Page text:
In order to read the level of fuel in the drop tanks, we need to put the system on external. The marked grey knob is operated with SHIFT-D. The red marked displays then read the amount of fuel in the drop tanks. There is also a display that reads the total amount of fuel carried. And an analogue system that reads fuel carried internally. It’s important to note that this analogue indicator only measures up to 12 000 pounds! In reality, more fuel can be carried internally, up to around 13 500 pounds. So if the analogue indicator starts spinning backwards, the drop tanks should have been dropped long ago. This is why it is best to work the grey knob and check drop tank fuel level actively instead of waiting for the analogue system to do its job.

The presence of drop tanks or not is indicated on the MPCD (Multi-purpose color display). In this case I dropped my external tanks. But kept my central fuel tank. You can see this because the outboard indicators say “PYLON” while the central indicator says “FUEL”. You can drop your tanks by pressing CTRL-W. Be careful not to hit that to many times or you will also start dropping stores! You can also drop all three tanks at once with ALT-R. This way you also don’t need to worry about dropping stores. If you still think you’re to heavy to accomplish the mission, you can dump more fuel by holding R. While we are here, it is useful to see that the top-left also has an indication for amount of gun ammo left. “940”. And the amount of chaffs and flares remaining on the top-right.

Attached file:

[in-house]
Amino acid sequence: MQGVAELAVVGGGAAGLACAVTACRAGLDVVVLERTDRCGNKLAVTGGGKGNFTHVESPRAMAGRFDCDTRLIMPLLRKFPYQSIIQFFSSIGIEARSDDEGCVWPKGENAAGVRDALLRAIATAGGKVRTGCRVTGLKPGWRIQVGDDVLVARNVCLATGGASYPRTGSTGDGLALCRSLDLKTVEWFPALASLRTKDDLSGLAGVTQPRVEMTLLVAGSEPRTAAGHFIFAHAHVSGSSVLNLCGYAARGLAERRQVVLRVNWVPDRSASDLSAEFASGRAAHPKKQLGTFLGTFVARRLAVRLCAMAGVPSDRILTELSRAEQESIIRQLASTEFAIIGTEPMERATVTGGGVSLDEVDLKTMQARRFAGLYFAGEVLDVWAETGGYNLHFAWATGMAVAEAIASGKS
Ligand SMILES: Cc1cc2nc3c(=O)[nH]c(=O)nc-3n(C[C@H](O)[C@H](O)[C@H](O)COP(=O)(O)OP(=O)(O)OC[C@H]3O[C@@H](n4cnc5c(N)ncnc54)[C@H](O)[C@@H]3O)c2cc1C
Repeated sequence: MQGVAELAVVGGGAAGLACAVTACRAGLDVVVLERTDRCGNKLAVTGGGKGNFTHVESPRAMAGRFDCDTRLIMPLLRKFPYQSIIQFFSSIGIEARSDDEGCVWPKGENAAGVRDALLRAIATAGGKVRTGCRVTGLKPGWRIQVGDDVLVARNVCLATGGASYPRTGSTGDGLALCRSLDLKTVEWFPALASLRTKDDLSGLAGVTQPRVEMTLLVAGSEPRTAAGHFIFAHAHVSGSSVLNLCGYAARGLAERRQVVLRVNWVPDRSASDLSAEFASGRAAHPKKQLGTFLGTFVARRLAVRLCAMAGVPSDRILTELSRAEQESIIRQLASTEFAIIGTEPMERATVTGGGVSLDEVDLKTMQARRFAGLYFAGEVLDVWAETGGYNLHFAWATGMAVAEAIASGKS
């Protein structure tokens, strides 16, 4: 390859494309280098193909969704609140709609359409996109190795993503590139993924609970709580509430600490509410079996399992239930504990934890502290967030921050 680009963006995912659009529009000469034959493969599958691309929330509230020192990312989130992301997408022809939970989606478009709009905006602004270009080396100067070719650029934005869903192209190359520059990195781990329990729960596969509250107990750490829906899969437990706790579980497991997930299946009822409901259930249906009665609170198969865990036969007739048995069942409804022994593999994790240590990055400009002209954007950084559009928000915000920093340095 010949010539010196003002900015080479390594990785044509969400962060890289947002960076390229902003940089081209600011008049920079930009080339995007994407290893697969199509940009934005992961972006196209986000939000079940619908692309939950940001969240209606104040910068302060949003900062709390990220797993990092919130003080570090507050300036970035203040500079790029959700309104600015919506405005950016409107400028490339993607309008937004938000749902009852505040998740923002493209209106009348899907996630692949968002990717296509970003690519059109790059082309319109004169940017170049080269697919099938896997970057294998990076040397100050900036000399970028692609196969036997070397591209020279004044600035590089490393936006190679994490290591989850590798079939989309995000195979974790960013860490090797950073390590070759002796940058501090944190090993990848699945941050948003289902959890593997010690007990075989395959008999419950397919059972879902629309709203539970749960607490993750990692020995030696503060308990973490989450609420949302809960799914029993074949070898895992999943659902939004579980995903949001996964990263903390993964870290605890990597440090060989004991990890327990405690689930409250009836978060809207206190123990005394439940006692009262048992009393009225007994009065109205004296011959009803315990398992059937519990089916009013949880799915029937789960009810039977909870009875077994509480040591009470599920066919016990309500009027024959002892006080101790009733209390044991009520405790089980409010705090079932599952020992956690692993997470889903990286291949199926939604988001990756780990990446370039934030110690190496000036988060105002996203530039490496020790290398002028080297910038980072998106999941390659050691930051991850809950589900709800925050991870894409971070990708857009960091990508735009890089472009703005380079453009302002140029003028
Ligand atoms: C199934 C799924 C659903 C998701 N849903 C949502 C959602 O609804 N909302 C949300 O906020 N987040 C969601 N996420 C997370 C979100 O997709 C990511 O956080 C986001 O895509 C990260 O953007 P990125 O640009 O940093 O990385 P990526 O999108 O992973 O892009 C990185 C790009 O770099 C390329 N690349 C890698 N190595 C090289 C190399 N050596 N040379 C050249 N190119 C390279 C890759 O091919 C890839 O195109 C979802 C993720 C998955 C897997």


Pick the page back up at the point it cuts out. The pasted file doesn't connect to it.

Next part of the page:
I’ll discuss the rest of the cockpit elements when the time is right.


The F-15 is capable of carrying 4 different types of weapons. the AIM-120, the AIM-7, the AIM-9 and the M61 Vulcan.

The AIM-120 Advanced Medium Range Air-to-Air Missile is the most modern, most advanced, most important weapon found on the F-15. Its most important attribute is that it carries a so called active radar. This means that after the missile is fired, it will communicate with the F-15 for some time, through a datalink. This allows the AMRAAM to change it’s course in mid-flight. After a certain moment has passed, called “pitbull”, the AMRAAM activates its own radar and continues the flight on its own. The F-15 can drop the lock and engage something else, or defend itself against missiles or other bandits. If the lock is lost in mid-flight. The AMRAAM will remember the last calculated spot and go active (pitbull) there anyway.